Network Appliance Inc. (NetApp) revealed this morning that it is filing suit against Sun Microsystems Inc., seeking an injunction against distribution of Sun's Zettabyte File System (ZFS) software and unspecified damages.
According to storage industry analysts, a NetApp victory could have severe, possibly doomsday ramifications for Sun's storage business.NetApp CEO Dan Warmenhoven and co-founder Dave Hitz told reporters in a conference call Wednesday morning that Sun first approached NetApp 18 months ago, claiming that NetApp's products violated three patents relating to ZFS, which Sun had acquired when it bought StorageTek in 2005.
"[Sun] shifted from an aggressive position to not returning calls," Hitz said. Over the past few months, Sun also opened the source code of ZFS, and this appears to have been the last straw for NetApp. "It goes beyond using our patents and demanding that we pay them a lot of money. They've also essentially begun giving away NetApp IP for people to use for free [with the open source initiative]."
The patents in question include methods and techniques for error correction, software RAID and, according to the NetApp complaint, the method for maintaining consistent states of a file system and for creating user accessible read-only copies of a file system. "We want them to stop developing ZFS, stop distributing [it] and stop doing derivative works with it in particular," Warmenhoven said.
NetApp officials insisted that the suit will not affect existing interoperability and support agreements between the two vendors. However, according to storage analysts, a victory in this lawsuit for NetApp could have far-reaching effects -- not just for Sun but for the storage market in general.
"This does have doomsday ramifications for Sun, potentially," especially since Sun has been making ZFS the heart of its disk storage business and touting its plans to make the software open source, according to Steve Duplessie, founder and analyst with the Enterprise Strategy Group (ESG). It's clear that to prop up its storage business, Sun needs to show technology leadership and intellectual property beyond its OEM products. In the company's last earnings call, Sun CEO Jonathan Schwartz said that Sun's homegrown IP would be the emphasis for product development going forward.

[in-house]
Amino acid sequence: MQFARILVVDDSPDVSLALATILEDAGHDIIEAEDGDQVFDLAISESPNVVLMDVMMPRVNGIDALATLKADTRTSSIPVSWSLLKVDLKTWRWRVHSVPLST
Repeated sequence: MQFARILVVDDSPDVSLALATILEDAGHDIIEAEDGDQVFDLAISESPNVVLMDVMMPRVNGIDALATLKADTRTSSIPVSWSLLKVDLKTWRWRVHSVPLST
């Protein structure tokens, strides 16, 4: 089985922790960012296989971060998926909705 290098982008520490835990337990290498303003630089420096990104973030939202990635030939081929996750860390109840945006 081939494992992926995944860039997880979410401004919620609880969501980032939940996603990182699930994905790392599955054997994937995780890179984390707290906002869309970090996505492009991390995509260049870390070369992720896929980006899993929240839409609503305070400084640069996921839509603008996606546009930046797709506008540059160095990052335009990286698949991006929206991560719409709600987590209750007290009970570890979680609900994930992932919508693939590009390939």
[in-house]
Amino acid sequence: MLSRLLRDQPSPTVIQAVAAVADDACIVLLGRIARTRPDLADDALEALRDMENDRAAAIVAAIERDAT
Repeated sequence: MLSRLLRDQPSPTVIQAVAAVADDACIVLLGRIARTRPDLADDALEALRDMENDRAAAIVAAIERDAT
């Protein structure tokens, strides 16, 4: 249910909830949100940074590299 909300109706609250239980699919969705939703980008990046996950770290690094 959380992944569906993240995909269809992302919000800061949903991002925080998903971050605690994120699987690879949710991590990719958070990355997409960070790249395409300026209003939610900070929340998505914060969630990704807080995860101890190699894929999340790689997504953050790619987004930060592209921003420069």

However, a win for NetApp could have a ripple effect on other vendors. "Everybody has copy on write and snapshot features now," Duplessie said. "If NetApp wins this suit, it's possible that everybody ends up having to license snapshots."
Industry watchers pointed out that it's too soon to tell what the merits of the lawsuit are and where agendas lie. "There's very little downside for NetApp in all this," Duplessie pointed out. "Even if they don't win, the worst case is that it'll bring attention and a whole bunch of marketing around features of its products."
Update: Sun counterattacks
Sun officials initially did not respond to requests seeking comment on NetApp's announcement, but sent out the following statement late Wednesday:
NetApp's legal attack against Sun's open source ZFS solution which is freely available in the marketplace is a clear indication that NetApp considers Sun technology a threat, and is a direct attack on the open source community…Many of the claims raised in the lawsuit are factually untrue. For example, it was NetApp who first approached Sun seeking to acquire the Sun patents NetApp is now attempting to invalidate. It is unfortunate that NetApp has now resorted to resolving its business issues in a legal jurisdiction (East Texas) long favored by 'patent trolls.'
"If you are a fan of ZFS and open [source], you would probably take the side which Sun will position to that NetApp is being a bully against Sun, ZFS and open source," said Greg Schulz, founder and analyst with the StorageIO Group. "On the other hand, the other extreme is that you could say Sun is desperate for revenue as it embarks on new business models built around open source with uncharted revenue streams."
There's common ground somewhere in between, Schulz said, but he added, "This is sounding more and more like a he said/she said story, [and it's] not surprising that they need to present the case in a court."